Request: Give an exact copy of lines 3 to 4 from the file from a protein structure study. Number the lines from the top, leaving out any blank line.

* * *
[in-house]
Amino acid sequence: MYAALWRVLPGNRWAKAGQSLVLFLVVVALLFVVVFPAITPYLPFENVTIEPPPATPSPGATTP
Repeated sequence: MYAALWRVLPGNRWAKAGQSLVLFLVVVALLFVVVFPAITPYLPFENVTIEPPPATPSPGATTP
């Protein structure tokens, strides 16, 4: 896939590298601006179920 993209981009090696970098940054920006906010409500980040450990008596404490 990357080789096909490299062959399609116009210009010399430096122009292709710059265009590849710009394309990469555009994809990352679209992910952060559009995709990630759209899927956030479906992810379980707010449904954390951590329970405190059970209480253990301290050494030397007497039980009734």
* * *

Repeated sequence: MYAALWRVLPGNRWAKAGQSLVLFLVVVALLFVVVFPAITPYLPFENVTIEPPPATPSPGATTP
């Protein structure tokens, strides 16, 4: 896939590298601006179920 993209981009090696970098940054920006906010409500980040450990008596404490 990357080789096909490299062959399609116009210009010399430096122009292709710059265009590849710009394309990469555009994809990352679209992910952060559009995709990630759209899927956030479906992810379980707010449904954390951590329970405190059970209480253990301290050494030397007497039980009734």